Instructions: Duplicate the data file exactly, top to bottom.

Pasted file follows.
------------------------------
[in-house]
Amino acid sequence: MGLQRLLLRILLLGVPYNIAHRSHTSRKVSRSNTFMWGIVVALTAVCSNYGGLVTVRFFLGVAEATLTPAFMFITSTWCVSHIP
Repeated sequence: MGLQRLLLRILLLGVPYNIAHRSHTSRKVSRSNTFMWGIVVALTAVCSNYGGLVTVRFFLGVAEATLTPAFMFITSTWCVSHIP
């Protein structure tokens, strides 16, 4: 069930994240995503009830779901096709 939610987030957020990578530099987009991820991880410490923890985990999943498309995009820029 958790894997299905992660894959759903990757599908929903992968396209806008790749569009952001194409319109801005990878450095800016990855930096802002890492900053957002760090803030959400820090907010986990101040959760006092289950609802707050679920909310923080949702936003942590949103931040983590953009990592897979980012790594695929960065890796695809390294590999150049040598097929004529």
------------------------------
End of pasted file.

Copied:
[in-house]
Amino acid sequence: MGLQRLLLRILLLGVPYNIAHRSHTSRKVSRSNTFMWGIVVALTAVCSNYGGLVTVRFFLGVAEATLTPAFMFITSTWCVSHIP
Repeated sequence: MGLQRLLLRILLLGVPYNIAHRSHTSRKVSRSNTFMWGIVVALTAVCSNYGGLVTVRFFLGVAEATLTPAFMFITSTWCVSHIP
């Protein structure tokens, strides 16, 4: 069930994240995503009830779901096709 939610987030957020990578530099987009991820991880410490923890985990999943498309995009820029 958790894997299905992660894959759903990757599908929903992968396209806008790749569009952001194409319109801005990878450095800016990855930096802002890492900053957002760090803030959400820090907010986990101040959760006092289950609802707050679920909310923080949702936003942590949103931040983590953009990592897979980012790594695929960065890796695809390294590999150049040598097929004529």